MOSES LAKE —Big Bend Community College’s new Data Center certification program is proving successful, as students from the program’s pilot cohort have now moved from the classroom into full-time jobs.
Last fall, BBCC partnered with several regional data centers, including Sabey Data Centers, Microsoft, H5, NTT, Oath and Vantage Data Centers, to come up with a way to meet their growing need for trained IT professionals. The collaboration resulted in a specialized one-year training program that prepares students for entry-level datacenter operations positions.
While in the program, students can pursue the Network Support Specialist Certificate of Accomplishment and the Systems Administration Certificate of Achievement. Students also have the option of continuing on towards a two-year degree at BBCC.
“The program has been very successful. Of the 26 students who enrolled in the program, eight of them were hired into full-time jobs at the Quincy data centers after completing most or all of the one-year program,” said BBCC Computer Science Specialist Tom Willingham. “And initial feedback is good from the employers who hired them.”
Willingham said starting salaries for entry-level data center positions are between $46-48,000 a year.
Eleven of last year’s students are continuing on toward a two-year Systems Administration AAS degree, Willingham added.
One of those students is Omar Alvarado. Omar enrolled in the program last fall and hopes to be finished with his data center certifications by the end of winter quarter and finished with his degree by the end of the academic year.
Although he is not all the way through the program, he was offered a data center technician position at Zoho just last month. In his role, he is responsible for receiving new servers and ensuring they get up and running and online as well as servicing existing servers.
He said he learned a lot of what he does on a day-to-day basis at work in his classes at Big Bend.
“Before, I didn’t really know all the hardware components and their purposes, or a lot of the book work side of things,” said Alvarado. “In my classes I learned a lot of real concepts, terminology and technical skills. It has been a big help for me.”
Before working in IT, Omar had a steady job at a food processing plant in Quincy. He began to notice more and more data centers popping up in the area, which drew his interest.
“I saw a lot of IT companies coming to Quincy and creating more jobs, and I thought IT could be a good career for me,” he said. “I knew I didn’t want to stay in food processing, I didn’t want that for my future and knew school was going to be important.”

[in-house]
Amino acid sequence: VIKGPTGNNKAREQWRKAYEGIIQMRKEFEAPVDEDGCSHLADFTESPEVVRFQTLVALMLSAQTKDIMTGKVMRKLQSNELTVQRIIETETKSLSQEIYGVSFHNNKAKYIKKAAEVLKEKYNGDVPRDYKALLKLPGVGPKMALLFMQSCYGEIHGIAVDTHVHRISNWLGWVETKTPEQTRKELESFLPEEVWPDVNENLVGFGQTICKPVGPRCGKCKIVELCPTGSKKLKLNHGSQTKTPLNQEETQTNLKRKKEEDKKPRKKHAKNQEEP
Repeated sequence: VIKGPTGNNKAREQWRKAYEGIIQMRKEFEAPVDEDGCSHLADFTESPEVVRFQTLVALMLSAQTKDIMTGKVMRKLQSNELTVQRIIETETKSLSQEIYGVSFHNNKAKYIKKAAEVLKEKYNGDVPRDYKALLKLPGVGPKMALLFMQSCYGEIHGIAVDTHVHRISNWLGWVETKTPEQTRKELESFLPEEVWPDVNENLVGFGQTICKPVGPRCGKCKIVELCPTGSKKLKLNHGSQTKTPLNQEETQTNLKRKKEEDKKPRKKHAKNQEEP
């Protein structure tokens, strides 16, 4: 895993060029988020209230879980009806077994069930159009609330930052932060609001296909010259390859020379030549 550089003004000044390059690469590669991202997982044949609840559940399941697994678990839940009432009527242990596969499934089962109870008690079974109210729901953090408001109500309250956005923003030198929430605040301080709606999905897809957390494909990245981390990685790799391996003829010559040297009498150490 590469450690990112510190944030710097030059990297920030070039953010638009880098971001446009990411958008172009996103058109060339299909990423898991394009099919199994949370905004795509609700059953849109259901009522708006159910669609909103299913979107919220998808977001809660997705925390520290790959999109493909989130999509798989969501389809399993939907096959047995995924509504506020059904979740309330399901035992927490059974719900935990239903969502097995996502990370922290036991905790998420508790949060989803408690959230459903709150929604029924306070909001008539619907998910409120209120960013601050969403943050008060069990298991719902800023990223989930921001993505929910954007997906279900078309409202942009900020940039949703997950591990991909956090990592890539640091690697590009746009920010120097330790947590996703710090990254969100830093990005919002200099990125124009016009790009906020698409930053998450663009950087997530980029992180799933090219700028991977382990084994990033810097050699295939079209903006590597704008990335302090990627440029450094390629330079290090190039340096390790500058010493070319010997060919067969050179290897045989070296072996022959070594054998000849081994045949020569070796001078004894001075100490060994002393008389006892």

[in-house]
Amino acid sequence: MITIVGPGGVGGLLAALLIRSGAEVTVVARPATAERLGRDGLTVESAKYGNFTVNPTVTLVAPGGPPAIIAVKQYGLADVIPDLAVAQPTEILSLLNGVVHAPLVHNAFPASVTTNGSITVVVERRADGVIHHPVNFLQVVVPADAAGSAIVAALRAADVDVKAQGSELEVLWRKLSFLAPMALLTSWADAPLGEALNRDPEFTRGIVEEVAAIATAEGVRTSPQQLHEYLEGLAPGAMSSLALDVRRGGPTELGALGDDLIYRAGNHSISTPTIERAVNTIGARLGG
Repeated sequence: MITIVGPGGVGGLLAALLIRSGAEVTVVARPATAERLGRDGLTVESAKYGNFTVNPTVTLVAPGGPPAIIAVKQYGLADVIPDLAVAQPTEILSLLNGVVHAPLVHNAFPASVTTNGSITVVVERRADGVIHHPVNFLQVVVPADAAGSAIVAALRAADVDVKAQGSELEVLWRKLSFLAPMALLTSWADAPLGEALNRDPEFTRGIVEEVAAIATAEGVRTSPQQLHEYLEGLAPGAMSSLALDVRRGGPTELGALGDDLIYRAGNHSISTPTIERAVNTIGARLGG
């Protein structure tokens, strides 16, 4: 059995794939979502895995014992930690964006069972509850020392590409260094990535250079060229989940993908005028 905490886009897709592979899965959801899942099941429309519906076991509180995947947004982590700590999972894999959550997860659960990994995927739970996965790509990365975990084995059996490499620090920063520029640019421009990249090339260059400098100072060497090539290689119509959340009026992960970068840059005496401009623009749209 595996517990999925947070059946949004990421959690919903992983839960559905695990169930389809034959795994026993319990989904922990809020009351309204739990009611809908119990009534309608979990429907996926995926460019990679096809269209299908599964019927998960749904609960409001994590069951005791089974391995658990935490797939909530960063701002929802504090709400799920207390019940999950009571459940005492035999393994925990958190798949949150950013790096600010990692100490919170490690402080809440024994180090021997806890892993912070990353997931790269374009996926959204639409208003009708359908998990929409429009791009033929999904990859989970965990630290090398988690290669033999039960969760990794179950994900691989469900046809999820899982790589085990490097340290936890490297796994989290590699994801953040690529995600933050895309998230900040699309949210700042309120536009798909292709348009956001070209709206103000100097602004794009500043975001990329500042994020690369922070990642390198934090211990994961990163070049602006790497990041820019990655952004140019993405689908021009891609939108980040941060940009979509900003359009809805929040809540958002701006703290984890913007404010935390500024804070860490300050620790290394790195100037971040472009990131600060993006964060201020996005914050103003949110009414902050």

Omar said the data center program was especially attractive to him because most classes were conveniently in the evening.
“I could work and go to school at the same time, so it fit with my schedule,” he said.
Those in the industry say the need for skilled workers will only continue as more data centers continue to move in to the area.
“More and more companies are moving to Quincy, to Moses Lake and Wenatchee,” said Mike Wallace, account manager for data center staffing company TEKsystems. “Before, companies were hiring anybody off the street so they could ramp up quickly. But over the last year with how competitive it’s getting, and how attractive these jobs are, a lot of people want to get into the data centers.”
Because Wallace works closely with data centers, he knows how candidates can stand out when applying for these jobs. He’s shared some of this information with students in the Big Bend program in the past.
“Hiring managers are now looking for one of three things- experience working in data centers, certification around some of the hardware they use and education. They won’t even interview you unless you have one of those three,” said Wallace. “I tell students you’ve already set yourself apart from other candidates by going to school.”
Willingham said the college and the data centers are continuing to work together to further develop the program’s curriculum.
“We know that we must continue to work closely with our industry partners to develop the right training and find a way to keep the students focused on furthering their education,” said Willingham. “We are even working with the universities of our state to create opportunities where Bachelor’s degrees are attainable.”
BBCC has limited space in the program due to class sizes that give students a great educational experience and one-to-one instructor access. Nineteen students enrolled in the program this fall; eighteen are continuing classes Winter Quarter.